“The idea that carbs are the enemy is a common appeal to emotion and popular folklore rather than the full range of scientific evidence,” says Alan Aragon, MS, a nutritionist in Westlake Village, CA. The best example is a recent meta-analysis that compared carbohydrate intake ranging anywhere from 4 to 45 percent of total calories in low-carb diets, and fat content at 30 percent or lower in low fat diets [1]. Here’s what the researchers found:

  1. Low-fat diets were slightly more effective at lowering total cholesterol and LDL.
  2. Low-carb diets were more effective at increasing HDL and decreasing triglycerides
  3. Neither diet was more effective than the other at reducing bodyweight, waist girth, blood pressure, glucose, and insulin levels.

This overall lack of differential effects led the authors to conclude that both low-carb and low-fat diets are viable options for reducing weight and improving metabolic risk factors, says Aragon. One of the strengths of this analysis was its large sample size; it included 23 trials from multiple countries, and totaled 2,788 participants. Meaning, this isn’t one small snippet of truth.

What’s more, the cuisines of some of the healthiest populations in the world consist of diets that have heavy carbohydrate components. The best examples are “The Blue Zones,” says Aragon, which are known as “longevity hotspots that have the longest life expectancies and the lowest rates of chronic and degenerative diseases.” The main energy sources for all of these Blue Zones are carbohydrates. Need more evidence? The Top-10 countries in the world with the lowest obesity rates all consume a carb-dominant diet.

If Carbs Aren’t All Bad…

So where does that leave us? Are we supposed to assume that a high carb diet only makes Americans fat?

No, but we can use that to better understand and guide our eating habits. Let’s face it: We can’t discount that low carb diets have been found to be a very healthy way of eating. There’s plenty of research that indicates lower carb diets can do everything from helping with weight loss to building bodies designed to fight off disease [2]. In fact, unless trying to build muscle, I typically follow a lower carb approach. But notice I said, “lower carb” instead of “no carbs.” Because lower can mean 100 to 200 grams per day.

The more important message — and the one that will influence how you eat — is developing an understanding that while carbs are not all bad, they’re not all good either.

“Saying carbs are ‘ok’ does not mean you should shovel in bucket-loads of refined flour foods and chase them down with gallons of soda,” says Aragon. Instead, be smart about where the majority of your carbs come from. It’s always best to create a diet that’s filled with whole and minimally refined foods. Or as I say: Eat more good foods (proteins, vegetables, fruits) and less shit (candy, soda, sugar-loaded foods, and boatloads of pasta).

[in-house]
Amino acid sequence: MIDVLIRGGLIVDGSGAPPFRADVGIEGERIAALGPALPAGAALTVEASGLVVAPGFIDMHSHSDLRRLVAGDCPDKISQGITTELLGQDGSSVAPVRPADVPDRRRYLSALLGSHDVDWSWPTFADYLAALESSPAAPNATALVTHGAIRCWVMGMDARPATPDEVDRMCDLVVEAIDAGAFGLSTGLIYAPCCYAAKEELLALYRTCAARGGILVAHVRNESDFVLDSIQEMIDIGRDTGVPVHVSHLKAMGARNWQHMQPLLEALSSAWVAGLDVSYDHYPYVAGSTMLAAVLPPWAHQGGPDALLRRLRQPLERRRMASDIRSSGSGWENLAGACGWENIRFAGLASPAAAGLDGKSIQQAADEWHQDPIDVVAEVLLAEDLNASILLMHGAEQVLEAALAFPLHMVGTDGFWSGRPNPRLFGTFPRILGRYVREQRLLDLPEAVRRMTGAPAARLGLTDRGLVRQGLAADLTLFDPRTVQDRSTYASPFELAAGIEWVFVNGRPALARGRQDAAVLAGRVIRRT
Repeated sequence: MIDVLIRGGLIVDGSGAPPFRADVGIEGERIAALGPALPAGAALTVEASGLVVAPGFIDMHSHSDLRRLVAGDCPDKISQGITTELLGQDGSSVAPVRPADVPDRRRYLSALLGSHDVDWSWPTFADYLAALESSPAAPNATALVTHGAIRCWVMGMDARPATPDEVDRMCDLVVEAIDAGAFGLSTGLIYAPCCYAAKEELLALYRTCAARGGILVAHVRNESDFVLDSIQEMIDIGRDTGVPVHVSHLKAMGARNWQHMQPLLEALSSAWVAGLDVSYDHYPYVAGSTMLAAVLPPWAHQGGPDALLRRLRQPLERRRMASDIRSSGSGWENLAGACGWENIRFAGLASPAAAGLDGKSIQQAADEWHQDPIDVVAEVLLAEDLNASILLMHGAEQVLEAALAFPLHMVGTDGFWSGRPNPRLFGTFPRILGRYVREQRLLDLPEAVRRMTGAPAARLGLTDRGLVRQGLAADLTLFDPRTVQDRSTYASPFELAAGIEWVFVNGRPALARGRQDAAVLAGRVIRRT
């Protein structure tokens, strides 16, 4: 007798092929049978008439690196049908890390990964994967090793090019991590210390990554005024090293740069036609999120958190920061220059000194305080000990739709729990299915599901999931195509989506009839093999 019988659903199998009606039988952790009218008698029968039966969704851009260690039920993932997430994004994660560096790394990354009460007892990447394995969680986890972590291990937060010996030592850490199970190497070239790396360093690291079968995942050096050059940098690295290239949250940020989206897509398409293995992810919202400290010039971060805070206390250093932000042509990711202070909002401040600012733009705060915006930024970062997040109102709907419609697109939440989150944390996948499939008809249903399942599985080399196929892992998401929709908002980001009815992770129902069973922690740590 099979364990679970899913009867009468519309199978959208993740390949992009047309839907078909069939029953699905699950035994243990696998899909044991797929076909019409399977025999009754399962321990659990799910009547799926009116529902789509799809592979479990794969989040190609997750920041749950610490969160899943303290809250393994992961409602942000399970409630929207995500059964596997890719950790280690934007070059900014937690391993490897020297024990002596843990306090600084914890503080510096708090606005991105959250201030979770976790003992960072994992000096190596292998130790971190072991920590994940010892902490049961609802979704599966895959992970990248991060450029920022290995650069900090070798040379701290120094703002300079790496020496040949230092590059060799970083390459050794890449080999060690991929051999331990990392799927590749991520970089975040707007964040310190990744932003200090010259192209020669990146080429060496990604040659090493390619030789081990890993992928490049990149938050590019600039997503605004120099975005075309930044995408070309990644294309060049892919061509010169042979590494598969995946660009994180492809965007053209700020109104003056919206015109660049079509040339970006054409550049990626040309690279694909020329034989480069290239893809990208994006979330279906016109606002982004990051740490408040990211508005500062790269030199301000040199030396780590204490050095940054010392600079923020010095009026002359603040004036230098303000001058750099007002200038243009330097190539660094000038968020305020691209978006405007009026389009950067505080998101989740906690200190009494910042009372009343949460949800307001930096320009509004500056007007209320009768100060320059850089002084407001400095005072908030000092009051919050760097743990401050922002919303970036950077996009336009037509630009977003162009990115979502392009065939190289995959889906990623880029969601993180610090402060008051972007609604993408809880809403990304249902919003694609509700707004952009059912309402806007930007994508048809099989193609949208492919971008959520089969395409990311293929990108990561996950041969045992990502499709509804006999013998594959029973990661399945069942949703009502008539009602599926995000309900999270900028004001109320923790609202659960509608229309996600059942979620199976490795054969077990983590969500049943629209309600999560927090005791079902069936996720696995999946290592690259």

A healthy diet can include carbs. And a healthy diet can include some of the carbs that you might not consider healthy — whether that’s breads, grains, and rice, or even some sugary dessert every now and then. The main point is to make the majority of your diet, say 80 to 90 percent, come from the good stuff, and keep the minority to the bad. (Or avoid it altogether if that’s your preference or you know that a small taste might open the gateways to a binging episode.)

Some people will thrive on more carbs, while others will suffer. Your best bet is to play around with food options that are both healthy and work for you. This is the “sustainability diet” and while it’s not really a diet (or all that exciting), it is the best approach to dietary success. Take it from one of the best nutritionists in the world: “Your carb intake should be individualized according to your personal preference, tolerance, and athletic and aesthetic goals,” says Aragon.

Experiment and be patient. Find the right balance for your body and let that become the truth when it comes to your dietary stance on carbs and the message we need to spread.

Make it Count,

Adam

Photo: netzanette

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Works Cited +

  1. Effects of low-carbohydrate diets versus low-fat diets on metabolic risk factors: a meta-analysis of randomized controlled clinical trials. Hu, T., Mills, K.T., Yao, L., et al. Department of Epidemiology, School of Public Health and Tropical Medicine, Tulane University. American Journal of Epidemiology. 2012 Oct 1:176
  2. Effects of a carbohydrate-restricted diet on emerging plasma markers for cardiovascular disease. Wood, R., Volek, J., Davis, S., et al. Nutr Metab (Lond). 2006; 3: 19.